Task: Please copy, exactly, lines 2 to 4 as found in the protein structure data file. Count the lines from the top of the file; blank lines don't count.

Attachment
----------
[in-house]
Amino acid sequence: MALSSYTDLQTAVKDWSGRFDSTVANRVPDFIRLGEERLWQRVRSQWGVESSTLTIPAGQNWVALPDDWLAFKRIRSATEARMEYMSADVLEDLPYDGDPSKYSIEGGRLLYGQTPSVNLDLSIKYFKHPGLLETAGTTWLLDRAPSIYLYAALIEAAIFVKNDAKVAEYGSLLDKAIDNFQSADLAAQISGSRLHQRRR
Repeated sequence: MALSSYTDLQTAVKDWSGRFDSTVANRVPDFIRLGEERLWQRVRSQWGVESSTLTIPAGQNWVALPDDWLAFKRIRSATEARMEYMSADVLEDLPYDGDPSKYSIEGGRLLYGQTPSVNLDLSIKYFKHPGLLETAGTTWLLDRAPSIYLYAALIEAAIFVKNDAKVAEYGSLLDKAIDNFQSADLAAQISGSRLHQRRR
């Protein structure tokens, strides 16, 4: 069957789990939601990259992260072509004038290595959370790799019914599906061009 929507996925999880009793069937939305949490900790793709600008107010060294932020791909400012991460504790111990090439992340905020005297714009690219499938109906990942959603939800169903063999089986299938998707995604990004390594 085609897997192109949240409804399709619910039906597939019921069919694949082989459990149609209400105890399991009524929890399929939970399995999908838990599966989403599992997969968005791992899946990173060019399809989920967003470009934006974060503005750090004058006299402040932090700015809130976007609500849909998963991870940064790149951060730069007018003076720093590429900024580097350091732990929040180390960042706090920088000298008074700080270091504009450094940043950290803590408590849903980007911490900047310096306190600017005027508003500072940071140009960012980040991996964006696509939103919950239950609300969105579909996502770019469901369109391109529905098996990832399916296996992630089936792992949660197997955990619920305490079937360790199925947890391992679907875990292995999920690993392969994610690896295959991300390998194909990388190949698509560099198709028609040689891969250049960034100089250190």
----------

Amino acid sequence: MALSSYTDLQTAVKDWSGRFDSTVANRVPDFIRLGEERLWQRVRSQWGVESSTLTIPAGQNWVALPDDWLAFKRIRSATEARMEYMSADVLEDLPYDGDPSKYSIEGGRLLYGQTPSVNLDLSIKYFKHPGLLETAGTTWLLDRAPSIYLYAALIEAAIFVKNDAKVAEYGSLLDKAIDNFQSADLAAQISGSRLHQRRR
Repeated sequence: MALSSYTDLQTAVKDWSGRFDSTVANRVPDFIRLGEERLWQRVRSQWGVESSTLTIPAGQNWVALPDDWLAFKRIRSATEARMEYMSADVLEDLPYDGDPSKYSIEGGRLLYGQTPSVNLDLSIKYFKHPGLLETAGTTWLLDRAPSIYLYAALIEAAIFVKNDAKVAEYGSLLDKAIDNFQSADLAAQISGSRLHQRRR
């Protein structure tokens, strides 16, 4: 069957789990939601990259992260072509004038290595959370790799019914599906061009 929507996925999880009793069937939305949490900790793709600008107010060294932020791909400012991460504790111990090439992340905020005297714009690219499938109906990942959603939800169903063999089986299938998707995604990004390594 085609897997192109949240409804399709619910039906597939019921069919694949082989459990149609209400105890399991009524929890399929939970399995999908838990599966989403599992997969968005791992899946990173060019399809989920967003470009934006974060503005750090004058006299402040932090700015809130976007609500849909998963991870940064790149951060730069007018003076720093590429900024580097350091732990929040180390960042706090920088000298008074700080270091504009450094940043950290803590408590849903980007911490900047310096306190600017005027508003500072940071140009960012980040991996964006696509939103919950239950609300969105579909996502770019469901369109391109529905098996990832399916296996992630089936792992949660197997955990619920305490079937360790199925947890391992679907875990292995999920690993392969994610690896295959991300390998194909990388190949698509560099198709028609040689891969250049960034100089250190």